This is not a reference to our Wing but to the phenomenon of the college basketball tournament that begins this week and will culminate in the Final Four and championship game in April. It’s mad, not in the sense of anger but intensity. Sixteen games on Thursday, sixteen more on Friday, a gradually shrinking field each week until only one is victorious.
Whether you’re a fan of basketball or not: the reality is, we as Americans spend a “mad” amount of time engaged in some kind of media whether it’s entertainment, news, or sports. Estimates vary but the latest I’ve seen say the average person watches about 5 hours of TV alone each day. That averages out to about 9 years of one’s lifetime. For most of us, 9 years will be more than 10 percent of our lives. In that amount of time Michelangelo could have painted two Sistine Chapels, John Milton could have written two Paradise Losts, and Lewis and Clark could have trekked across North America four times.
The question then becomes, am I making the most of my time and engaging in what’s truly important? In the book of Psalms in the Old Testament, David asks God to “teach us to number our days that we may get a heart of wisdom.’ When we understand and reflect on how much time we truly have in this life and see how we use it, we become aware that we need to invest in the time we have wisely. Does my schedule truly reflect those things that are most important to me? How we live is a good indicator of what we believe. An examination of our outward life provides us with a view of the beliefs we operate from.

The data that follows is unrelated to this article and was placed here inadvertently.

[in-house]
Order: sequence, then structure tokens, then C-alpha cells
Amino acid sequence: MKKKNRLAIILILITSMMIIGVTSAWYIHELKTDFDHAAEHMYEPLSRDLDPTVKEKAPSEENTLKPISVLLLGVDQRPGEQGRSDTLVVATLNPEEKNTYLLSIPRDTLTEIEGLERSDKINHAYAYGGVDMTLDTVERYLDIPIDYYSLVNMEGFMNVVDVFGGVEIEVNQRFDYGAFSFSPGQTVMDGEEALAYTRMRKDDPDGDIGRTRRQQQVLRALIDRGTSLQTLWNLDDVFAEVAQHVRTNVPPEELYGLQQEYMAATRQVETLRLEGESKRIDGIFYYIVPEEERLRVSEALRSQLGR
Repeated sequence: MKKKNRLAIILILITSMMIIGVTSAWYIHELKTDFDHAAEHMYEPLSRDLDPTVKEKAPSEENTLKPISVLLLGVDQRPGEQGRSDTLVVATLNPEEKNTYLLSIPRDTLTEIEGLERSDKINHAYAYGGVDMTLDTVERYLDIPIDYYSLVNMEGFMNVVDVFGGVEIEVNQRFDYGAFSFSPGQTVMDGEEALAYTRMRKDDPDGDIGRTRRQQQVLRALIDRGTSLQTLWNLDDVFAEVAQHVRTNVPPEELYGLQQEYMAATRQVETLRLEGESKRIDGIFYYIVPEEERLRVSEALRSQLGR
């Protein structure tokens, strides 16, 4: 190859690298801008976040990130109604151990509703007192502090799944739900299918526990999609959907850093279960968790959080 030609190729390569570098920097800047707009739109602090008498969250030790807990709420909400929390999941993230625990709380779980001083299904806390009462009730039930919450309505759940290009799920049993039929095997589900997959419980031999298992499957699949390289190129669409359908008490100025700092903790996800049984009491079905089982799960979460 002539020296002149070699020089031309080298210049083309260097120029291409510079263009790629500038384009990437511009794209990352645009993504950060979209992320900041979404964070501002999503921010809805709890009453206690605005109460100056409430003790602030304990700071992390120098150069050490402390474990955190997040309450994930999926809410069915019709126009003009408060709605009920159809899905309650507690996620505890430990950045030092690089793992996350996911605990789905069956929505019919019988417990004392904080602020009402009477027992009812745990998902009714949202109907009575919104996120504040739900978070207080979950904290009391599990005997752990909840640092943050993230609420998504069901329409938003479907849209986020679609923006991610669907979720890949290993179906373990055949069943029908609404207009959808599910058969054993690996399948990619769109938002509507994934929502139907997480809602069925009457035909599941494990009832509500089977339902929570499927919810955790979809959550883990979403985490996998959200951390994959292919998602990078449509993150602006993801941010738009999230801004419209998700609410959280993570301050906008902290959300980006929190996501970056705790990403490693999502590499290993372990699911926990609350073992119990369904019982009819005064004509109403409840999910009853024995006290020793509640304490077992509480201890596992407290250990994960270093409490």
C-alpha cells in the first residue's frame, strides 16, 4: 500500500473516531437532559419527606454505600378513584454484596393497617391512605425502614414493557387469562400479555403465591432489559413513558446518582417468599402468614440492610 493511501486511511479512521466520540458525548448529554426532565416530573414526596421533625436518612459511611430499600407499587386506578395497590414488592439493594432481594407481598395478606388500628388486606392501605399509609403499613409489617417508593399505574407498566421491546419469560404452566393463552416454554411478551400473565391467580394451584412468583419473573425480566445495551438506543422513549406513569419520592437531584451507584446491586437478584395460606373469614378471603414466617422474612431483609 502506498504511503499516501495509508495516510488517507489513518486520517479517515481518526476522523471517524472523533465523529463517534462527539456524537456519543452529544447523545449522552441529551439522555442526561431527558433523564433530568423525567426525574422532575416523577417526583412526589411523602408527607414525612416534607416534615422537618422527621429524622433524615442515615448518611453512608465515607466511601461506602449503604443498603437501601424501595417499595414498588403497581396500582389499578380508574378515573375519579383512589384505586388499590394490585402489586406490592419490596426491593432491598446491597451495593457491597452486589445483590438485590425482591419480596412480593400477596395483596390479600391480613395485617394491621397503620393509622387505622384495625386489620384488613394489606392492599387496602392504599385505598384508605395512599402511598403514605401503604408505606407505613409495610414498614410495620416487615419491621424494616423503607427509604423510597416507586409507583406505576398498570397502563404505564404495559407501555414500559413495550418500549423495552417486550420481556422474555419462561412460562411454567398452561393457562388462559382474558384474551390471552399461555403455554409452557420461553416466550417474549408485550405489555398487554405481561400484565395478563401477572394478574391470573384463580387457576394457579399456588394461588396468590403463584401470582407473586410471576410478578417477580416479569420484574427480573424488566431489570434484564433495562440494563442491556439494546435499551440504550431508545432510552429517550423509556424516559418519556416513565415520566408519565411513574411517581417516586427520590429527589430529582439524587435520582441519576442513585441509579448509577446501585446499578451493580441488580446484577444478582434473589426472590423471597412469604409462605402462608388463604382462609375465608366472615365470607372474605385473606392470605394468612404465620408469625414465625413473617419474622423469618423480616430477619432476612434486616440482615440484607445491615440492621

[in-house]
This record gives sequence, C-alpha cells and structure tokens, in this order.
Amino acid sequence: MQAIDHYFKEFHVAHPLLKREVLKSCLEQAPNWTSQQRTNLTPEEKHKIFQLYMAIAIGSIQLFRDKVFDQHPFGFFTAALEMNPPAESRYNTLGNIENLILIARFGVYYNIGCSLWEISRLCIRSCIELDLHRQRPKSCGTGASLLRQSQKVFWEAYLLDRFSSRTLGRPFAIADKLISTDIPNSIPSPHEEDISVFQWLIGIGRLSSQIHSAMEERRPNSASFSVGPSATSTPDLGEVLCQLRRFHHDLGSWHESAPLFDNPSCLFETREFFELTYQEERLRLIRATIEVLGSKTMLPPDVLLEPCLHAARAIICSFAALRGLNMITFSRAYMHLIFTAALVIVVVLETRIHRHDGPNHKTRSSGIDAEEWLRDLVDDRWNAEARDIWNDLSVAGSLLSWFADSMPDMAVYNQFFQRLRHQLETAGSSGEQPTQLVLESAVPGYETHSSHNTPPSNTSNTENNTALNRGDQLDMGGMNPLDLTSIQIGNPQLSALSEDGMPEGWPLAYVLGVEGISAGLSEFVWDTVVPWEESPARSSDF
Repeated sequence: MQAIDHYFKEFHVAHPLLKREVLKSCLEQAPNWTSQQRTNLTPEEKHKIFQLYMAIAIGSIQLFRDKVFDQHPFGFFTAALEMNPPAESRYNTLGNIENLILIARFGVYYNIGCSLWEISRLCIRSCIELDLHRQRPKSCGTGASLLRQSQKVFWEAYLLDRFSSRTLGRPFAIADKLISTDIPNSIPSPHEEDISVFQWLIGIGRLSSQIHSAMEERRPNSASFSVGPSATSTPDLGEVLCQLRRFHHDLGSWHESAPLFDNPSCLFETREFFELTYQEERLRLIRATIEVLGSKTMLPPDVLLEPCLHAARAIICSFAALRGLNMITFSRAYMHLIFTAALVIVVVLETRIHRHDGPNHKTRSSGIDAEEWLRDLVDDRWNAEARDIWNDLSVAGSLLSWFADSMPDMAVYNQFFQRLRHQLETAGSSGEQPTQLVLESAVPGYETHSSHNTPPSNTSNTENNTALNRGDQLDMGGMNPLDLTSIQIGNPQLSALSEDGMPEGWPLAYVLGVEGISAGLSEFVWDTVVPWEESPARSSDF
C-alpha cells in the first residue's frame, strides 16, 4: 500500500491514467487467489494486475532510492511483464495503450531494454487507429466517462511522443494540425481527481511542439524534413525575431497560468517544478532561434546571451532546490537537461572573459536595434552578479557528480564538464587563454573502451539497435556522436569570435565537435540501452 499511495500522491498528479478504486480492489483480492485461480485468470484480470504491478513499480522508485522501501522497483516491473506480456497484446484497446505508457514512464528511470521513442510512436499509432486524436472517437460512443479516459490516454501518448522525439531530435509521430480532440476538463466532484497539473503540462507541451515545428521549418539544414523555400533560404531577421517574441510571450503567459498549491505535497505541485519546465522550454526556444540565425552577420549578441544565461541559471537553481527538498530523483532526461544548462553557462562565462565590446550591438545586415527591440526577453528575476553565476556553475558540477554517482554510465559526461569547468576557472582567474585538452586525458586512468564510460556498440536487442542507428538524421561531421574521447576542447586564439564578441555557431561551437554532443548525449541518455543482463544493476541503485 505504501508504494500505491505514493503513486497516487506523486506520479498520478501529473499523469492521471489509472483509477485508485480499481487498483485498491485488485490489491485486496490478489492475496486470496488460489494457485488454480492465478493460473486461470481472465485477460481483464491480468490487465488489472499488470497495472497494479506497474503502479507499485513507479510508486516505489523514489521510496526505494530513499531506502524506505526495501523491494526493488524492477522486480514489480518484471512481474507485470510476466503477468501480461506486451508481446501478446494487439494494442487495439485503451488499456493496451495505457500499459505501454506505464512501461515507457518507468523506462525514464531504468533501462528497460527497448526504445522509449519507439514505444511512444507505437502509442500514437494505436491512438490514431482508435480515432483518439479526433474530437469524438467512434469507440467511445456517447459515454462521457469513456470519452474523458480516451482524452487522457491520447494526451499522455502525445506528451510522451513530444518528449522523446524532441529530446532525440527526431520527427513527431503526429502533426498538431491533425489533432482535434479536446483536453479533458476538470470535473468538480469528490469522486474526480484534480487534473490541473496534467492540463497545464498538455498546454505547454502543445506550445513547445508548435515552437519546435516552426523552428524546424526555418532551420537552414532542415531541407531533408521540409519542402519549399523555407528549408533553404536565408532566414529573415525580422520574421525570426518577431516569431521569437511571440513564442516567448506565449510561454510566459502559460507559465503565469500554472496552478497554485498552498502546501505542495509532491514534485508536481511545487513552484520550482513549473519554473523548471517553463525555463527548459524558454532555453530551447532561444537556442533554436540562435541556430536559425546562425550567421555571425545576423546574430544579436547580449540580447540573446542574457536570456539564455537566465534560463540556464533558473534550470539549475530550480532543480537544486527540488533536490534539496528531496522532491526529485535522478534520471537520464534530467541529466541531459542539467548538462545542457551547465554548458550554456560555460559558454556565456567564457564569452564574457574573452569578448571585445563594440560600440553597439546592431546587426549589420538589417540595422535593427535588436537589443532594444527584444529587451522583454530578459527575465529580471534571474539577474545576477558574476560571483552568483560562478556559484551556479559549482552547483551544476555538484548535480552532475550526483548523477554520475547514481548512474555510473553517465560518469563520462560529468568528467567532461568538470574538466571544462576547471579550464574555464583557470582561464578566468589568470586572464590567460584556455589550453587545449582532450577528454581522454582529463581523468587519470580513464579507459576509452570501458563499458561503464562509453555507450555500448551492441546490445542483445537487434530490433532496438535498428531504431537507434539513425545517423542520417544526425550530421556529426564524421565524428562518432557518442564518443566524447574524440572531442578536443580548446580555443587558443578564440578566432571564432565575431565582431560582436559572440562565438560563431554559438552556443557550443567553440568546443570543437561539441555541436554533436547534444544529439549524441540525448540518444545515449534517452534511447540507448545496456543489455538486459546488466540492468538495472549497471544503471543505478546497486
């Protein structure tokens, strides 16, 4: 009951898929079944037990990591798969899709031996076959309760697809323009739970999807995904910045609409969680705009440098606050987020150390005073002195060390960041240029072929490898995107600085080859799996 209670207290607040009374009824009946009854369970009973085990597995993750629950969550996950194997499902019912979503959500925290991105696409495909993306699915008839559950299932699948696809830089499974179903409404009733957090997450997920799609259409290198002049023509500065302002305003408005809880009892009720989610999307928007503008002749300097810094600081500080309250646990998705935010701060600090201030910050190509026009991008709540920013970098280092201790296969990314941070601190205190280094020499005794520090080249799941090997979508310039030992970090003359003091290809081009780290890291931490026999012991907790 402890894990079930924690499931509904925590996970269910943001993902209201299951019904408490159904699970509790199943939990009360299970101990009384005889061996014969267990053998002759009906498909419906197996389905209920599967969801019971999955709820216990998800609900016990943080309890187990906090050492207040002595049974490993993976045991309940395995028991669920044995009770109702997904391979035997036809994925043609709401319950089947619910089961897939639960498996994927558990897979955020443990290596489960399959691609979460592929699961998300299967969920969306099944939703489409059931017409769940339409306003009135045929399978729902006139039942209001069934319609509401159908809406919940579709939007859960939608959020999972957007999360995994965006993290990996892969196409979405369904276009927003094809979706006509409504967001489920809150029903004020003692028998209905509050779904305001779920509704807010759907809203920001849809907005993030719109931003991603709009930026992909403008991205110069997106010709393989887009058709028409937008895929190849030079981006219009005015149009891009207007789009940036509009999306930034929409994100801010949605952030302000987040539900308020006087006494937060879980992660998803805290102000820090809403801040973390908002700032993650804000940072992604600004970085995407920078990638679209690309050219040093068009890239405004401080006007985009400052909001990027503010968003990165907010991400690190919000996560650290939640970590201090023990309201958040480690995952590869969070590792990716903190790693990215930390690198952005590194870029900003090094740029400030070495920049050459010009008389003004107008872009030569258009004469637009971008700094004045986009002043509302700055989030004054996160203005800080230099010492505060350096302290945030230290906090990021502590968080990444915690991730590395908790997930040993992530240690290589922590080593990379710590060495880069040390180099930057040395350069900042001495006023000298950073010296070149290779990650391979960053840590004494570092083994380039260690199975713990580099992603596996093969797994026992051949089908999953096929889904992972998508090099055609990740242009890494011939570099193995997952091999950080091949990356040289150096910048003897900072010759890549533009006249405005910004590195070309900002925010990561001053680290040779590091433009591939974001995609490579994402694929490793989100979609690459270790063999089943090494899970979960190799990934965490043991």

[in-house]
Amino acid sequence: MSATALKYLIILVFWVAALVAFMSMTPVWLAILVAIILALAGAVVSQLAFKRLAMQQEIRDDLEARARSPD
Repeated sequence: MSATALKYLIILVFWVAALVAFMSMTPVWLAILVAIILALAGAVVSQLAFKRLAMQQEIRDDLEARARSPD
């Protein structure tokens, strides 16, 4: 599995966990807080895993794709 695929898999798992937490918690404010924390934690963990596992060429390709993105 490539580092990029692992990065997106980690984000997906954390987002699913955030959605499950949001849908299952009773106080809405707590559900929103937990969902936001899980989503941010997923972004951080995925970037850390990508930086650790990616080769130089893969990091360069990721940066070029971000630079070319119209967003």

Faith, family and friends are often the most important and meaningful relationships and activities in our lives. How much time are you investing in these? In my faith tradition Easter is approaching, a huge event in the Christian calendar. We normally hit record attendance at church that weekend. But I often wonder where everyone is the other 51 weekends of the year. Where we spend our time says a lot about what we value.
March Madness is not bad. TV is not all bad. It’s often beneficial and provides needed downtime in our busy lives. But it’s an example of how we can spend unproductive time if we are not careful. I’ve read it takes 10,000 hours of practice for someone to become an expert in their craft. That’s over a year of nonstop practice. Imagine becoming an expert in 8 or 9 different things in the amount of time you spent watching TV over your lifetime. Let your “madness” be purposeful. One more thing: Go Aztecs!